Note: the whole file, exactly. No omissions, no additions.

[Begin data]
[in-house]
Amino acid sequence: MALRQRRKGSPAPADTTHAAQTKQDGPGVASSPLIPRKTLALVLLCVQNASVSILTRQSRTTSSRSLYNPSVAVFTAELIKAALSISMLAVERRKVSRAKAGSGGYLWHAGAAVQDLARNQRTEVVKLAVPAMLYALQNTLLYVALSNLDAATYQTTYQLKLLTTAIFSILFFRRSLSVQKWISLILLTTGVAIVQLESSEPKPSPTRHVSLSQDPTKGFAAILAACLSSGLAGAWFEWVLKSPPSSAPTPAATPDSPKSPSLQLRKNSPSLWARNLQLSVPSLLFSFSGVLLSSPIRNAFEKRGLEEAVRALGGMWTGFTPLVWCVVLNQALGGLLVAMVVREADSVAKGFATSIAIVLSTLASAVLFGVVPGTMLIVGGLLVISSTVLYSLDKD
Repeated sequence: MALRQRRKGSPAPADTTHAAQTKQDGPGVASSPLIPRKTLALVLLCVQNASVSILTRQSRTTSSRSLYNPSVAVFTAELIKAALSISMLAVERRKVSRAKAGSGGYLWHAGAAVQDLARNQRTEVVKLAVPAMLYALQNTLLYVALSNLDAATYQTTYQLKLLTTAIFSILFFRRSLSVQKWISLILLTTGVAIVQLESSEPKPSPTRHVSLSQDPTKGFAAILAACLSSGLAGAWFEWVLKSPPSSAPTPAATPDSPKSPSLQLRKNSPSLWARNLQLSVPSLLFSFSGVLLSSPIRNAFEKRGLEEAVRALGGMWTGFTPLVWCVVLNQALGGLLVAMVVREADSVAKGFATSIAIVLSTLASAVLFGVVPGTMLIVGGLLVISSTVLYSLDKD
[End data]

[in-house]
Amino acid sequence: MALRQRRKGSPAPADTTHAAQTKQDGPGVASSPLIPRKTLALVLLCVQNASVSILTRQSRTTSSRSLYNPSVAVFTAELIKAALSISMLAVERRKVSRAKAGSGGYLWHAGAAVQDLARNQRTEVVKLAVPAMLYALQNTLLYVALSNLDAATYQTTYQLKLLTTAIFSILFFRRSLSVQKWISLILLTTGVAIVQLESSEPKPSPTRHVSLSQDPTKGFAAILAACLSSGLAGAWFEWVLKSPPSSAPTPAATPDSPKSPSLQLRKNSPSLWARNLQLSVPSLLFSFSGVLLSSPIRNAFEKRGLEEAVRALGGMWTGFTPLVWCVVLNQALGGLLVAMVVREADSVAKGFATSIAIVLSTLASAVLFGVVPGTMLIVGGLLVISSTVLYSLDKD
Repeated sequence: MALRQRRKGSPAPADTTHAAQTKQDGPGVASSPLIPRKTLALVLLCVQNASVSILTRQSRTTSSRSLYNPSVAVFTAELIKAALSISMLAVERRKVSRAKAGSGGYLWHAGAAVQDLARNQRTEVVKLAVPAMLYALQNTLLYVALSNLDAATYQTTYQLKLLTTAIFSILFFRRSLSVQKWISLILLTTGVAIVQLESSEPKPSPTRHVSLSQDPTKGFAAILAACLSSGLAGAWFEWVLKSPPSSAPTPAATPDSPKSPSLQLRKNSPSLWARNLQLSVPSLLFSFSGVLLSSPIRNAFEKRGLEEAVRALGGMWTGFTPLVWCVVLNQALGGLLVAMVVREADSVAKGFATSIAIVLSTLASAVLFGVVPGTMLIVGGLLVISSTVLYSLDKD